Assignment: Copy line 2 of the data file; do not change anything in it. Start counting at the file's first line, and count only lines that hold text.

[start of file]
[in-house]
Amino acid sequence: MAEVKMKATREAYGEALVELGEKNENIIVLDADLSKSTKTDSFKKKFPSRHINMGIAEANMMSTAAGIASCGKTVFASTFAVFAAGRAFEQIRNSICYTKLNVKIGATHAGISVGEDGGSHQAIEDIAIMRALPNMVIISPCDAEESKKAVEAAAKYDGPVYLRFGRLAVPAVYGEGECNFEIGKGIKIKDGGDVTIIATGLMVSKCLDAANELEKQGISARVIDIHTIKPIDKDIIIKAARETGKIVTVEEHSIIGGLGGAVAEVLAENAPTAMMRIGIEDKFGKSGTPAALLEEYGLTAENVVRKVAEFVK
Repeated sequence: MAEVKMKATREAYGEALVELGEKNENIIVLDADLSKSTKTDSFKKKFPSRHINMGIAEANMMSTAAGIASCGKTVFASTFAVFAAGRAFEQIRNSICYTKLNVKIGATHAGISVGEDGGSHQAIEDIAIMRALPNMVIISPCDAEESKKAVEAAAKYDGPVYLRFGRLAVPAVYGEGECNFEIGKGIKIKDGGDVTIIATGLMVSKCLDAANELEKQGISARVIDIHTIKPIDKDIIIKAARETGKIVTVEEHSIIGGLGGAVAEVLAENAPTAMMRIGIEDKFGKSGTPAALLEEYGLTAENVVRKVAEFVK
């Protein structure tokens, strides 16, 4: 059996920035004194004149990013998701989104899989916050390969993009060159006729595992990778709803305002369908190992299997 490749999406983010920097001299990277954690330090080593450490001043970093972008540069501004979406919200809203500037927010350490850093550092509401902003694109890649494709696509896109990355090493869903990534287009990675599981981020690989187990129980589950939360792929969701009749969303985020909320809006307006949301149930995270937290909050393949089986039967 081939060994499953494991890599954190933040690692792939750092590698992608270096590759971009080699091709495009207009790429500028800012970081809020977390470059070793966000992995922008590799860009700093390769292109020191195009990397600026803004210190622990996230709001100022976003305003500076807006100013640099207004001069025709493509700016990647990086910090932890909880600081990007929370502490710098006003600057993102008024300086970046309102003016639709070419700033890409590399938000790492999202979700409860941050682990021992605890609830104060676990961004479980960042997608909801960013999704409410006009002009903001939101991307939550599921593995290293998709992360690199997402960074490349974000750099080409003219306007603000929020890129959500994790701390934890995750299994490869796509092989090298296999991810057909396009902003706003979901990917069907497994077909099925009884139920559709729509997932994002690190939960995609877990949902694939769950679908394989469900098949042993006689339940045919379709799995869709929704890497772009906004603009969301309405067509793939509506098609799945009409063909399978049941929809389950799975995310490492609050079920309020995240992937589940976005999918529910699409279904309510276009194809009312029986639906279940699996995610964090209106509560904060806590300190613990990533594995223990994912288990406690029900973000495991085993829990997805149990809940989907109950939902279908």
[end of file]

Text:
Amino acid sequence: MAEVKMKATREAYGEALVELGEKNENIIVLDADLSKSTKTDSFKKKFPSRHINMGIAEANMMSTAAGIASCGKTVFASTFAVFAAGRAFEQIRNSICYTKLNVKIGATHAGISVGEDGGSHQAIEDIAIMRALPNMVIISPCDAEESKKAVEAAAKYDGPVYLRFGRLAVPAVYGEGECNFEIGKGIKIKDGGDVTIIATGLMVSKCLDAANELEKQGISARVIDIHTIKPIDKDIIIKAARETGKIVTVEEHSIIGGLGGAVAEVLAENAPTAMMRIGIEDKFGKSGTPAALLEEYGLTAENVVRKVAEFVK